It’s no secret that the food industry teeters on label overload. U.S. food consumers who want to make socially conscious choices today must wade through numerous packaging claims and certification seals. Eager to join these is the Safe and Accurate Food Labeling Act’s (SAFE; H.R. 1599) proposed voluntary federal seal for non–genetically modified organisms (GMOs). Passed by the House of Representatives in July, SAFE is now in the hands of the Senate.
In a separate article, I discuss potential overlap between SAFE and the USDA’s National Organic Program (NOP) and other non-GMO certification seals already on the market. I also question whether SAFE would increase consumer confusion.
Is there so much clutter that we’ve essentially rendered these seals meaningless to the everyday consumer? Sadly, the answer is that, regardless of SAFE or any other GMO-labeling law, consumers are already confused about GMOs to begin with.
In June, the Hartman Group estimated that just over half of the U.S. population understands what a GMO is. Not only that, but a mere 9% of consumers knows that certified-organic food is inherently non-GMO.
The general consensus is that more outreach would help educate consumers about what organic is, what non-GMO is, and what their regulations mean. Gwendolyn Wyard, senior director of technical and regulatory affairs for the Organic Trade Association (OTA; Washington, DC), believes that, in general, consumers are aware that USDA Organic certification excludes GMOs. Still, she agrees, “more education is needed.” A USDA spokesperson calls the agency “committed to ensuring consumers understand the USDA organic label and its requirements.”
The USDA Organic label, after all, has a lot to be proud of, banning both pesticides and GMOs—something that most GMO-certification programs do not. Put another way, “Organic is by definition non-GMO, but non-GMO may or may not be organic,” says David Carter, CEO of FoodChain ID (Fairfield, IA).
“Whereas organic addresses a wide range of issues, including use of pesticides, synthetic chemicals, antibiotics, hormones, sustainable agronomic practices, etc.,” Carter says, “non-GMO addresses a single aspect of food and agricultural production.”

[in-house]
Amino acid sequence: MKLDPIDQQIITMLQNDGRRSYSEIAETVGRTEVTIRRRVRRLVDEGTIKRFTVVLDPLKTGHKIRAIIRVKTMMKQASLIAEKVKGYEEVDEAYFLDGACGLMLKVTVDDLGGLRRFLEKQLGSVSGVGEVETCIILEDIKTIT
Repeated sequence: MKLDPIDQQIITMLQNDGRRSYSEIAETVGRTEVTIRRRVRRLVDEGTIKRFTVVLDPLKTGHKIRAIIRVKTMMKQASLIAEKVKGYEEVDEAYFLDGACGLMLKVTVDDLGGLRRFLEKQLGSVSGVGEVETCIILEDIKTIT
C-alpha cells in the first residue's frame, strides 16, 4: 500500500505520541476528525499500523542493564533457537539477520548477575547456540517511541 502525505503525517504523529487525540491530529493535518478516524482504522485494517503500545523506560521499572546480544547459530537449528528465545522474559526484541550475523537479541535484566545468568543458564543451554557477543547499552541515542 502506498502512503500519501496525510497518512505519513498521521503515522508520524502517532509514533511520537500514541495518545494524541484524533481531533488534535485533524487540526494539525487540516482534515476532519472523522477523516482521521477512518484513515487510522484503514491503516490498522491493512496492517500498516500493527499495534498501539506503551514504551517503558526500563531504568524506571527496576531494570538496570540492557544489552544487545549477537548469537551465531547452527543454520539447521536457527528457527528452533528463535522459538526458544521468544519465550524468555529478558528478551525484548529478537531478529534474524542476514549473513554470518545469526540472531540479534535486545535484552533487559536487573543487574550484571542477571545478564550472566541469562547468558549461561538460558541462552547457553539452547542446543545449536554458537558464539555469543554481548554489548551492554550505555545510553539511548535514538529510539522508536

For what it’s worth, at least one person suggests that non-GMO labels might actually benefit from consumers’ inability to distinguish between organic and non-GMO. In a February story titled, “Why the ‘Non-GMO’ Label Is Organic’s Frenemy,” NPR food and agriculture correspondent Dan Charles quoted the Cornucopia Institute’s cofounder Mark Kastel as describing non-GMO labels as “a potent marketing vehicle designed to blur the line between organic and nonorganic.” In short, Charles wrote that some food marketers see non-GMO as a less-expensive certification that delivers the same benefits as organic certification in the minds of consumers who don’t know the difference.
One organic certifier is trying to highlight the difference. California Certified Organic Farmers (CCOF) rolled out a new certification seal this March to educate consumers on organic’s benefits in relation to non-GMO. As reported by NPR writer Peggy Lowe in August, CCOF calls its new seal “Organic Is Non-GMO & More.” According to CCOF, this seal “underscores the prohibition of GMOs in organic and recognizes the many contributions of organic to a healthier world.” In a March 2015 press release  announcing the new seal, Philip LaRocca, chairman of CCOF Inc., stated, “CCOF firmly believes that organic is the champion of non-GMO” because it provides assurance not just of non-GMO but also for “enhancing soil health and biodiversity, supporting animal welfare, and providing traceability of products produced without synthetic fertilizers or persistent pesticides.”
If leveraged effectively, food-certification seals are extremely valuable—for both education and marketing. If successful, they provide consumers with meaningful and easily understandable information about what’s in their food. If not, the situation clouds, and it’s the consumer seeking truthful information who suffers at the end of the day.
As the organic industry observes the skyrocketing success that the non-GMO industry is enjoying, it will become even more important for organic proponents to not only stand up for USDA Organic certification but also to teach consumers about what the seal really means.
Would the Safe and Accurate Food Labeling Act’s Non-GMO Label Overlap with USDA’s Organic Seal?